Umami Mart Sake
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By CJ, Umamimart's Official Beer Scientist
Originally posted on July 30, 2010

PREFACE

Keg It! Part 1

Once you have all the stuff you need covered in Part One, the only thing left to do is get the beer into the keg, which is what I will be covering in this post.

The process to keg your beer starts at the same point in the brewing process as bottling. So once your beer has settled during secondary fermentation you are ready to move your beer to the keg. For a quick overview you can check out the older posts on the brewing process:

Home Brewing Part 1, A Trip to the Home Brew Supply Store
Home Brewing Part 2, The Boil
Home Brewing Part 3, Fermentation
Home Brewing Part 4, Moving to Secondary Fermentation
Home Brewing Part 5, Bottling

The night before you are ready to move your beer to the keg you should move your secondary fermentation vessel somewhere higher off the ground (like the kitchen counter) to make it easier to siphon the beer into the keg. Let it sit in its new location for 6-8 hours to allow any sediment that was disturbed by moving it to fall back to the bottom of the vessel.

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2) Sanitize your keg: The easiest way to sanitize a Cornelius keg is to boil about 5 gallons of water.

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Remove the top of the keg and pour the boiling water into the keg. Be careful, the keg and the water will be really hot and it's easy to burn yourself. Fasten the lid back onto the keg and then flip the keg upside-down and allow it to sit on the floor for about 10 minutes. The hot water will kill all the bad stuff and flipping it over allows the water to heat up all the fittings at the top of the keg to ensure they are sanitized as well. After 10 minutes, pop the top off the keg and dump out the hot water. Careful of the steam because that burns too. Put the lid back on and allow the keg to cool off a bit while you sanitize the rest of your equipment.

Hot keg, upside-down:

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Note: Never use bleach or chlorine to sanitize a keg. It's one of the only things that can ruin stainless steal over time.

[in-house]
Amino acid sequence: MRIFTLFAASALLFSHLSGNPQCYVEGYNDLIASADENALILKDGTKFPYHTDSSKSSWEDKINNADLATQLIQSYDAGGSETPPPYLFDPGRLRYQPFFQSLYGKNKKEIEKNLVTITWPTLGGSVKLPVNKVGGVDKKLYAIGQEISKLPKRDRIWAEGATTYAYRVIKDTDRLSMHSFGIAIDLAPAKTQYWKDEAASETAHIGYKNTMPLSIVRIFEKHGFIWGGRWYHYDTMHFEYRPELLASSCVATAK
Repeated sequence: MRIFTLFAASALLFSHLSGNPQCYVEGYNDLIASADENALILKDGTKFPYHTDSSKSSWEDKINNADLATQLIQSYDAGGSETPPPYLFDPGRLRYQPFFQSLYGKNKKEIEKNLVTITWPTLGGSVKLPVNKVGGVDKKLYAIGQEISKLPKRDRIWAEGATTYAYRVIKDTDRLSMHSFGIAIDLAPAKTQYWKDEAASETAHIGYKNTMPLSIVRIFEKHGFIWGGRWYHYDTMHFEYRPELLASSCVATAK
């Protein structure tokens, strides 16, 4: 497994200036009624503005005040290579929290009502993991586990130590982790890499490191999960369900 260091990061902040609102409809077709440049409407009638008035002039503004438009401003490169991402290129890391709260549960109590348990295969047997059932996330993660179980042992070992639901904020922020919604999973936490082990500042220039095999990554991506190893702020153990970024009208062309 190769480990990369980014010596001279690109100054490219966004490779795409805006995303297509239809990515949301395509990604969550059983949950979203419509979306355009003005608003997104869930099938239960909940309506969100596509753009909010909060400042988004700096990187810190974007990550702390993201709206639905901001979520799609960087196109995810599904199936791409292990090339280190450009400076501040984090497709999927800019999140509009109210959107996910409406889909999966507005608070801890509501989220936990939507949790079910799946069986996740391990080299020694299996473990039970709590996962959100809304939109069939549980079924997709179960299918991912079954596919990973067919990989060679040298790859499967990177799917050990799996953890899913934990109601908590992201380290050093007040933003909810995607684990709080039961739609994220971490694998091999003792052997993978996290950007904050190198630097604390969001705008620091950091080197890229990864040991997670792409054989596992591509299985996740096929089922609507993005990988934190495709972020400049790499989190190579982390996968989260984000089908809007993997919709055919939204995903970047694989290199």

3) Sanitize your siphon and siphoning tube. You can bleach it and rinse or just use some no-rinse sanitizing powder.

Auto-siphon and tube:

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4) Bring 1/2 - 1 cup of water to boil and stir in the same amount of dextrose that you would use when bottling. Its usually 100 grams of dextrose to bottle or keg a 5 gallon batch of beer.

Bag of dextrose (my new roommate found a drawer full of these weighed out into bags like this and thought I was dealing cocaine. Hilarious):

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5) Open the keg and dump in the water and dextrose mixture.

6) Place the keg on the floor directly below your secondary fermentation vessel. Remove the top of your secondary fermentation vessel. Run the tube end of your siphon into the bottom of your keg. Make sure it hits the bottom to avoid splashing and limit oxidation. Then, take your auto-siphon and place it about halfway into the beer in your secondary fermentation vessel and give it a few quick pumps to begin siphoning the beer into the keg. This is the best part... Instead of having to fill and cap every bottle, you now just have to slowly lower the siphon until all the beer is moved into the keg

Siphoning beer from fermentation vessel to keg:

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7) Place the lid onto the keg. Then take out your CO2 tank and connect the gas to the valve that says "In". Turn the gas on and slowly crank the pressure up to about 30PSI. This will ensure your lid is sealed. You might hear some popping-- that's normal.

Connect airline:

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Turn up the pressure to about 30PSI:

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8 ) Store the keg however long your recipe requires the beer to stay in the bottle before chilling and drinking. For most ales it will be from 65-75˚F for at least 14 days (can be longer for some recipes). f you are really desperate to have your beer finished sooner you can actually force carbonate, instead of adding the dextrose as mentioned in Step 4 above. I will post on that later.

9) When the time is up, stick the keg in the keggerator. Once it is chilled, pull to open the pressure valve to release the extra gas. Turn the pressure all the way down on the gas tank regulator. Attach the beer line to the "Out" valve on the keg, and the air line to the "In" line on the keg. Turn the gas on and slowly increase the pressure until it is around 5PSI. Pour yourself a beer and see how if its flowing well and adjust the pressure as needed.

That's all there is too it. It might seem like a lot of work, but once you have this down it's super easy and you will probably never use bottles again.

-CJ